BY VICTORIA PRICE
A new textbook has been launched by Viva’s partner network CRANE in Uganda, which creates brand new learning opportunities for deaf primary school-aged students in Kampala, through the creative use of pictures, videos and sign language tools.
According to UNICEF, approximately 2.5 million children in Uganda live with some form of disability, and 22,500 have a hearing impairment.
Children with any disability in Uganda rarely start school at the same time as their peers, and those with hearing impairments who do enroll tend to have lower attendance and completion rates.
This can be attributed to an inability to work with mainstream learning materials such as textbooks and worksheets at the same rate as their peers. Forcing children with additional needs to attempt to learn in ways they are unable to, often results in self-exclusion from the classroom.
Deaf children growing up with limited to no support with communication or language inevitably struggle to keep up with what is happening around them.
Some academics are using these insights to push for a keener focus on the education of children with disabilities and for stronger advocacy at national and international levels for this group, whose needs have largely been ignored by mainstream development programmes.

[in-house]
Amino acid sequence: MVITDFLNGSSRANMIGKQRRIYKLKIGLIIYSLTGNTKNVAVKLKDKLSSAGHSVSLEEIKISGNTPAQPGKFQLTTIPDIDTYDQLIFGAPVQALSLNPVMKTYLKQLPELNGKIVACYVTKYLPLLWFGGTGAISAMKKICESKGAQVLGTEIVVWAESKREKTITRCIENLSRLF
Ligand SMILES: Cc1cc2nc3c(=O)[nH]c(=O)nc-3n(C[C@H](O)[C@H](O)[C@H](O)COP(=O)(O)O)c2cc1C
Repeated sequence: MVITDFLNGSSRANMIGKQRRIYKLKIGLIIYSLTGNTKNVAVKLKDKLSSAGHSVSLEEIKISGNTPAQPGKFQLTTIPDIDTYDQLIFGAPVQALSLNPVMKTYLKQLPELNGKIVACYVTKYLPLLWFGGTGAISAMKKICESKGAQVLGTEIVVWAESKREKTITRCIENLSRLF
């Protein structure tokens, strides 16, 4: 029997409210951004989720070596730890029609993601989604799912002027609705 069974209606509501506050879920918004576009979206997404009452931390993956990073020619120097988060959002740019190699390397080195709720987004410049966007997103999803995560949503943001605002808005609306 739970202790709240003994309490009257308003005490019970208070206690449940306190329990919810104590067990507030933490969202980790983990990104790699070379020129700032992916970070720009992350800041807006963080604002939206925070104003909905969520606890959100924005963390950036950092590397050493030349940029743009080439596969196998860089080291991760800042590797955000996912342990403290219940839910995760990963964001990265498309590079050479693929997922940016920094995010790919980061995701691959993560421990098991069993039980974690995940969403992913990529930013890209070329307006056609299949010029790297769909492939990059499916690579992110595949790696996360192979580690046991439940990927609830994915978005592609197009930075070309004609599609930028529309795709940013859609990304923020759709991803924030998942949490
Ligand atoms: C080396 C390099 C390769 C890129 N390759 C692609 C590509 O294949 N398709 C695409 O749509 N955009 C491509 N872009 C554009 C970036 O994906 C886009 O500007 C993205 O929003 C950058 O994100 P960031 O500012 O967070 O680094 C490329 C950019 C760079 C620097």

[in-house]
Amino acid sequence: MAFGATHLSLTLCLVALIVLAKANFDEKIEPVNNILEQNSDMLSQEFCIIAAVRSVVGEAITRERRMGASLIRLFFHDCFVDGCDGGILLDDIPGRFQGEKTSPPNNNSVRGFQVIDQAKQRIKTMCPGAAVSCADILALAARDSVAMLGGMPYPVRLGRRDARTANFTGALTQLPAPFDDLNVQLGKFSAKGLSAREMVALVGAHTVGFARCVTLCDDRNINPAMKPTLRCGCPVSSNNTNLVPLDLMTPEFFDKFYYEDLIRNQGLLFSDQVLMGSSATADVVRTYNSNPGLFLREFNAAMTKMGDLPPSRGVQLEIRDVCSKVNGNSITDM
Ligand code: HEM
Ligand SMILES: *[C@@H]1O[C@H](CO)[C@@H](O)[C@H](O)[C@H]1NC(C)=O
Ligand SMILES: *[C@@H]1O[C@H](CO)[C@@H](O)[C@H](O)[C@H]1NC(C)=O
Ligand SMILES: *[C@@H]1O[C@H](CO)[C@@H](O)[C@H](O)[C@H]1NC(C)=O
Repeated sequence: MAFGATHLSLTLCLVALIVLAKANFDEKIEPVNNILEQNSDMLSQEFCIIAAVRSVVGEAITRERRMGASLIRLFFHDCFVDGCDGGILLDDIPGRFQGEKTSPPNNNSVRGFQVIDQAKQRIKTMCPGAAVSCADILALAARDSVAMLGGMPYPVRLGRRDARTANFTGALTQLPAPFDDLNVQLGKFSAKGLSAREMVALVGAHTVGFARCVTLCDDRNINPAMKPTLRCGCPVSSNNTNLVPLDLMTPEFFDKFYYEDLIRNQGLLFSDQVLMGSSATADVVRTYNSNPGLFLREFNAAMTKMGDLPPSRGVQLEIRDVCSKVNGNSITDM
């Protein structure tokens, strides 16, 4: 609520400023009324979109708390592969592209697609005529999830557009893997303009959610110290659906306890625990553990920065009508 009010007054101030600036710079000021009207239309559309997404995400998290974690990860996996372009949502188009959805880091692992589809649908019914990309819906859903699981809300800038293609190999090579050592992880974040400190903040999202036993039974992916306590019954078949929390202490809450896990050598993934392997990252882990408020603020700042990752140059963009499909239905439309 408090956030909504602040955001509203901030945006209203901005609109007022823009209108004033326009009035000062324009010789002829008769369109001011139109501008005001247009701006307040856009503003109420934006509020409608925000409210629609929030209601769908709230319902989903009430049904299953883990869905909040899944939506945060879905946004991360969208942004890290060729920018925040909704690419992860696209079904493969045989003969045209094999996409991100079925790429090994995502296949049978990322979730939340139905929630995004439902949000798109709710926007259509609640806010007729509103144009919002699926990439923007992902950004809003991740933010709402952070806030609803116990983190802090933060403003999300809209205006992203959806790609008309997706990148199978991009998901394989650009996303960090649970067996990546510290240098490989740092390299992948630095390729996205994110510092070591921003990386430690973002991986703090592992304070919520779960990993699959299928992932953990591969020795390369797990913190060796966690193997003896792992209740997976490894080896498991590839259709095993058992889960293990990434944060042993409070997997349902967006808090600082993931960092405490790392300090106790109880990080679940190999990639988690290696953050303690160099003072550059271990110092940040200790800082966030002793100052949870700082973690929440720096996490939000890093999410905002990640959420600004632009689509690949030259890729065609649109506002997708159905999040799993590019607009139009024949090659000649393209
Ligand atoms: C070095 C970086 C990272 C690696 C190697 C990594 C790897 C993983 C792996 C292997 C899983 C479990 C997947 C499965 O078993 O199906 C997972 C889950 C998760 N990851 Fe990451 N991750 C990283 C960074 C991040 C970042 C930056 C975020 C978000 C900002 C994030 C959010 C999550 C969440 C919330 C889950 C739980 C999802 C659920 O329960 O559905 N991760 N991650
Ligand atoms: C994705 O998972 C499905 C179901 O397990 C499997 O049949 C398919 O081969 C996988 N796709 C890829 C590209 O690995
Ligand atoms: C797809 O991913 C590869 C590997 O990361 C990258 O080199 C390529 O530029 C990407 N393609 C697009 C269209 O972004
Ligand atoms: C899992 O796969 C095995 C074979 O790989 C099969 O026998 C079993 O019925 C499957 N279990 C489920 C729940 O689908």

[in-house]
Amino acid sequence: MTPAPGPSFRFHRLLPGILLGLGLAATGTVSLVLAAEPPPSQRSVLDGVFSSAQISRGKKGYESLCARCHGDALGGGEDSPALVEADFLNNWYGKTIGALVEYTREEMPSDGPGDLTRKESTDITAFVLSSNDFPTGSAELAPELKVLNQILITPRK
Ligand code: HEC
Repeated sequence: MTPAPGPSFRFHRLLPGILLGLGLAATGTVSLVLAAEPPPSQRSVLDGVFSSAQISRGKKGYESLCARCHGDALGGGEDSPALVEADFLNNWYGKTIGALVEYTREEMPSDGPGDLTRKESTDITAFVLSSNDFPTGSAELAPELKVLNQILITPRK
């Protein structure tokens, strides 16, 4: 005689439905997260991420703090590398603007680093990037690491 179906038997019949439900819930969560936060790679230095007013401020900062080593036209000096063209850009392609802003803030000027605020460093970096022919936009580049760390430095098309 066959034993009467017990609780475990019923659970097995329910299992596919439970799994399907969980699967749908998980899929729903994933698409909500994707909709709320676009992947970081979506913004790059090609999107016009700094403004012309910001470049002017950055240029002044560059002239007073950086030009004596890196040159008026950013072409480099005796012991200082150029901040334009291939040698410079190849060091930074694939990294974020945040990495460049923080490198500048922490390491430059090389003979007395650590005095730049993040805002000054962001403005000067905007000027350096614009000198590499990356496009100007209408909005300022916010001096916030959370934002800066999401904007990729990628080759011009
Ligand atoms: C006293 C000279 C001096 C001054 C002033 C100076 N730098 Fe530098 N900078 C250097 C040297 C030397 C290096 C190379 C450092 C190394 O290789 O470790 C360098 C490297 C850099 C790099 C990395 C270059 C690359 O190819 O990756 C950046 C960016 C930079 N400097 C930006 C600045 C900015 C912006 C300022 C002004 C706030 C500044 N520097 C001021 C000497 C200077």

It is into this context that CRANE, Viva’s partner network in Uganda, in co-operation with Kyambogo University, have developed a new textbook for deaf learners in lower primary.
‘Anna Goes to School’ was designed to increase availability of resources to support the literacy of deaf learners in Uganda, and ensure deaf children remain interested in learning.
Design ideas for this reading resource were gathered from pupils of two deaf schools in Kampala.
The first draft of the book was piloted in the same schools in summer 2017, and a final copy was then reviewed by staff at the Uganda National Curriculum Development Centre. The book was published and launched at Kyambogo University.
The launch was attended by over 100 people, including pupils from four deaf schools, the Commissioner of Basic Education from the Ministry of Education, the Chancellor of Kyambogo University, and the Head Teacher of Basisschool De Spruween Mechelen, a primary school in Belgium.
Students reading the resource are also able to use the additional DVD features which follow the book, including a video version of the story, as well as a demonstration of the story in sign language so pupils are able to learn and develop a language they can communicate effectively in.
The future holds endless possibilities for the development of the resource. Utilising their connections within the education system in Uganda, CRANE is hoping to distribute the reader to all schools for deaf children, particularly those who did not make it to the launch.
They also plan to train teachers from different regions about how to use it in order to effectively increase the reading abilities of deaf learners.
Upon the successful uptake of the book, the network is planning to develop further teaching and learning resources for deaf learners in upper classes, and therefore adapting the National Curriculum to further suit the needs of deaf learners.